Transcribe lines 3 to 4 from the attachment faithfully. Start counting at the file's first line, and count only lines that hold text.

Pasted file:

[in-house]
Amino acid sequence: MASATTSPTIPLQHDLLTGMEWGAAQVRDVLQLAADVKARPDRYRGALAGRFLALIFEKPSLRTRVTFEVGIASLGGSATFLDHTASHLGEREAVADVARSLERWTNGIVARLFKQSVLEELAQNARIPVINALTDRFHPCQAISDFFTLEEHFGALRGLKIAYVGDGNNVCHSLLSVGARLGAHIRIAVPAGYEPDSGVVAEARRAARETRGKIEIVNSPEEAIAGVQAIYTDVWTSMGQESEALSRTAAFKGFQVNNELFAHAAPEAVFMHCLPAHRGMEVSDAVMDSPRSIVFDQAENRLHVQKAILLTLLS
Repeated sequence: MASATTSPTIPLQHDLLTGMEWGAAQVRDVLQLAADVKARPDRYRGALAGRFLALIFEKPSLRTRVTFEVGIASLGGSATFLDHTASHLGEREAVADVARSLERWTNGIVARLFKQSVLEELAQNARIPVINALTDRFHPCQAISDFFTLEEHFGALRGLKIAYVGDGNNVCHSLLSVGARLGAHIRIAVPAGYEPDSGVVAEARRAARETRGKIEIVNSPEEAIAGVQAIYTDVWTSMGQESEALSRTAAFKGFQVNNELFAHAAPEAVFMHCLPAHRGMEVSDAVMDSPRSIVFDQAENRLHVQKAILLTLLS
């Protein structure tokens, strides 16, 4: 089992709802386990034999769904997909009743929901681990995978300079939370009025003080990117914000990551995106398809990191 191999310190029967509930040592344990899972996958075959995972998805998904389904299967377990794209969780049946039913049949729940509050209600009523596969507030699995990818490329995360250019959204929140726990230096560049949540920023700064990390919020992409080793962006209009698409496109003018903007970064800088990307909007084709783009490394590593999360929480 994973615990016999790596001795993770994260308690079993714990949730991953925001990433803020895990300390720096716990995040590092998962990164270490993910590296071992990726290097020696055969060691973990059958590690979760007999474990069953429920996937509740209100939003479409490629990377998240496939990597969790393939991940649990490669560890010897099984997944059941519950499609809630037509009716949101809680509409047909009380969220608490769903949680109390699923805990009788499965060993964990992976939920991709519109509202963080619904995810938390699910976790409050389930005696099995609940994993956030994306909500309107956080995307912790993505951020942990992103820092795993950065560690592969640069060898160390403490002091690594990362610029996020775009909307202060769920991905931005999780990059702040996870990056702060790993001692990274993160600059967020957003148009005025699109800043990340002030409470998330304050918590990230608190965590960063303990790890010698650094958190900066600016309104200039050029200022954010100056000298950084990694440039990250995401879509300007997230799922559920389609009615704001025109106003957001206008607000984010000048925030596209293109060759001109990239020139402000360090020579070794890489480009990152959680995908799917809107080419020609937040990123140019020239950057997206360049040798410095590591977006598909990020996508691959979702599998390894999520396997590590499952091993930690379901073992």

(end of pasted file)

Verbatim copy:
Repeated sequence: MASATTSPTIPLQHDLLTGMEWGAAQVRDVLQLAADVKARPDRYRGALAGRFLALIFEKPSLRTRVTFEVGIASLGGSATFLDHTASHLGEREAVADVARSLERWTNGIVARLFKQSVLEELAQNARIPVINALTDRFHPCQAISDFFTLEEHFGALRGLKIAYVGDGNNVCHSLLSVGARLGAHIRIAVPAGYEPDSGVVAEARRAARETRGKIEIVNSPEEAIAGVQAIYTDVWTSMGQESEALSRTAAFKGFQVNNELFAHAAPEAVFMHCLPAHRGMEVSDAVMDSPRSIVFDQAENRLHVQKAILLTLLS
């Protein structure tokens, strides 16, 4: 089992709802386990034999769904997909009743929901681990995978300079939370009025003080990117914000990551995106398809990191 191999310190029967509930040592344990899972996958075959995972998805998904389904299967377990794209969780049946039913049949729940509050209600009523596969507030699995990818490329995360250019959204929140726990230096560049949540920023700064990390919020992409080793962006209009698409496109003018903007970064800088990307909007084709783009490394590593999360929480 994973615990016999790596001795993770994260308690079993714990949730991953925001990433803020895990300390720096716990995040590092998962990164270490993910590296071992990726290097020696055969060691973990059958590690979760007999474990069953429920996937509740209100939003479409490629990377998240496939990597969790393939991940649990490669560890010897099984997944059941519950499609809630037509009716949101809680509409047909009380969220608490769903949680109390699923805990009788499965060993964990992976939920991709519109509202963080619904995810938390699910976790409050389930005696099995609940994993956030994306909500309107956080995307912790993505951020942990992103820092795993950065560690592969640069060898160390403490002091690594990362610029996020775009909307202060769920991905931005999780990059702040996870990056702060790993001692990274993160600059967020957003148009005025699109800043990340002030409470998330304050918590990230608190965590960063303990790890010698650094958190900066600016309104200039050029200022954010100056000298950084990694440039990250995401879509300007997230799922559920389609009615704001025109106003957001206008607000984010000048925030596209293109060759001109990239020139402000360090020579070794890489480009990152959680995908799917809107080419020609937040990123140019020239950057997206360049040798410095590591977006598909990020996508691959979702599998390894999520396997590590499952091993930690379901073992």